November 16, 2001

In the Line of Fire

Print More

Last year the Cornell women’s hockey team rotated between three goalies. This year the team returns with two of the three in juniors Sanya Sandahl and Liz Connelly. The pair lends their different styles and attributes between the pipes.

“We have two fantastic goalies,” said senior captain Erinn Perushek.

Every week is a competition to see who will be in goal for Cornell. Day in and day out, the team’s two goalies compete to see who will be in the net for the weekends games.

One might think that the two don’t like each other too much because of this competitiveness, that they prefer to keep a comfortable distance. That couldn’t be farther from the truth. Sandahl and Connelly are friends sharing perhaps the loneliest position on the ice. Besides, both have the common objective of leading Cornell through a successful 2001-2002 season.

“They both want to play, but on the other hand, they’re both very supportive of each other,” said head coach Carol Mullins.

“It helps the team when we’re not at each other’s throats.” Connelly said about their relationship..

Sandahl agreed emphatically. “It brings a positive aspect to the team; it’s still competitive though.”

And that competitiveness looks to be a key trait of the Red’s two goaltenders this season.

“We’re both solid,” said Connelly.

Their game statistics are similar. Last year Sandahl posted a 3.50 goals against average and a .875 save percentage in 22 games.

Connelly, on the other hand, saw action in 10 games. She had a .900 save percentage and a goals against average of 3.71. She posted the Red’s sole shutout of the season against Boston College. She faced 32 shots en route to the impressive 6-0 win.

Both draw on two years of experience between the bars, sharing that position during their tenure on the hill, and both realize the value of that time.

“It’s important knowing how the game is played at this level,” said Connelly, noting the significant jump from the junior level to Division I collegiate hockey.

Sandahl noted how much good goaltending can benefit the Red’s confidence and help to make them a better team. A goalie, more than any other position, can make or break a team’s season and must carry that burden throughout every game.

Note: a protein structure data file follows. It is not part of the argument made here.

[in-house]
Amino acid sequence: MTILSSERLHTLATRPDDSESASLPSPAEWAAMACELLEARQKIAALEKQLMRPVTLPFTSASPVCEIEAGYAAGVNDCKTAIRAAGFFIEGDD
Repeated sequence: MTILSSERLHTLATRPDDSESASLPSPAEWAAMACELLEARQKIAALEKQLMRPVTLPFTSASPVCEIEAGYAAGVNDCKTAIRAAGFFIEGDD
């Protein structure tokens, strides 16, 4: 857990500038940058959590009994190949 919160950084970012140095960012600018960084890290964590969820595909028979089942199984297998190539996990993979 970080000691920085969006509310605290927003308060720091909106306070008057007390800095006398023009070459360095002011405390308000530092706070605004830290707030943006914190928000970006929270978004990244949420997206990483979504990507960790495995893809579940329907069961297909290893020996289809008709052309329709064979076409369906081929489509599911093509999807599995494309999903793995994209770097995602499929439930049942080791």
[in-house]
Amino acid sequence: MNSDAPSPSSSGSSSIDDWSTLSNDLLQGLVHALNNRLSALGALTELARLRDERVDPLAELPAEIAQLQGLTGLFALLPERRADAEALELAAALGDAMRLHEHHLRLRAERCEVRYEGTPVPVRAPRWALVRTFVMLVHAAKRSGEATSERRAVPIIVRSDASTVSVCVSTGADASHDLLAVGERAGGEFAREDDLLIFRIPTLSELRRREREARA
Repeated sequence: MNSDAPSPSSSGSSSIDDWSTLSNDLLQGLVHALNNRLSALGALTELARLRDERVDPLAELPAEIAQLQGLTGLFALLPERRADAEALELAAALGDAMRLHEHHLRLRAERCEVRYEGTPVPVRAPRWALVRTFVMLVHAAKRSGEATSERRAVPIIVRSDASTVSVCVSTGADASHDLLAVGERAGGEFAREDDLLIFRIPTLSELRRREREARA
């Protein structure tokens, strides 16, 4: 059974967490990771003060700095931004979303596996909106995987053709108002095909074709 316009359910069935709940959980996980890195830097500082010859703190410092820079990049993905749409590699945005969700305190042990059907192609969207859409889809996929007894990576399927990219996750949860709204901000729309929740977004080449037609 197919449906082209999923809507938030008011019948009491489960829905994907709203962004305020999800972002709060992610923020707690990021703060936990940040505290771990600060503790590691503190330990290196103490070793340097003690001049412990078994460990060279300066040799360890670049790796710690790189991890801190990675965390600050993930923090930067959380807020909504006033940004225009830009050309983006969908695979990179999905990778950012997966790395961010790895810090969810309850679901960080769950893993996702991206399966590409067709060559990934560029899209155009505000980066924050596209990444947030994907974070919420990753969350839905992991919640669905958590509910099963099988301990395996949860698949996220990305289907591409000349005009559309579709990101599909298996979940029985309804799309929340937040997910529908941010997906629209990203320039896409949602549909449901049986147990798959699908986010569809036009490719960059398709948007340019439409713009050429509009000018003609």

Cornell is fortunate, though, that the goalie position is the most experienced on the team.

“We have a pretty young team,” Sandahl said. “This way we can start from the goal and work outwards.”

The two netminders have slightly different styles on the ice. This is another factor, along with performance in practices and games, Mullins looks at when she decides who will play against a certain team.

Connelly is a bit smaller in the net, so she relies on her quickness to make saves. Sandahl has better coverage of the net. She uses a fast glove and plays the angles to keep pucks out.

“They’re a great one-two punch,” Mullins said.

And, the similarities and the competition they breed doesn’t extend completely off the ice either. They is a certain camaraderie between the two occupants of the net that can’t be found amongst linemates. The difference between the netminders and the rest of the league, lies in a goalie’s mentality.

Sandahl noted that the position requires a bit more individuality than the rest of the team. She, unlike, offensemen or defensemen plays an entire game, and is the last line of defense for the team. Nevertheless, she assured that goalies are still normal people.

Connelly’s opinion was a little different, being a little more cynical.

“You have to be a little crazy to stand in front of a puck that goes that fast,” she said.

Archived article by Matt James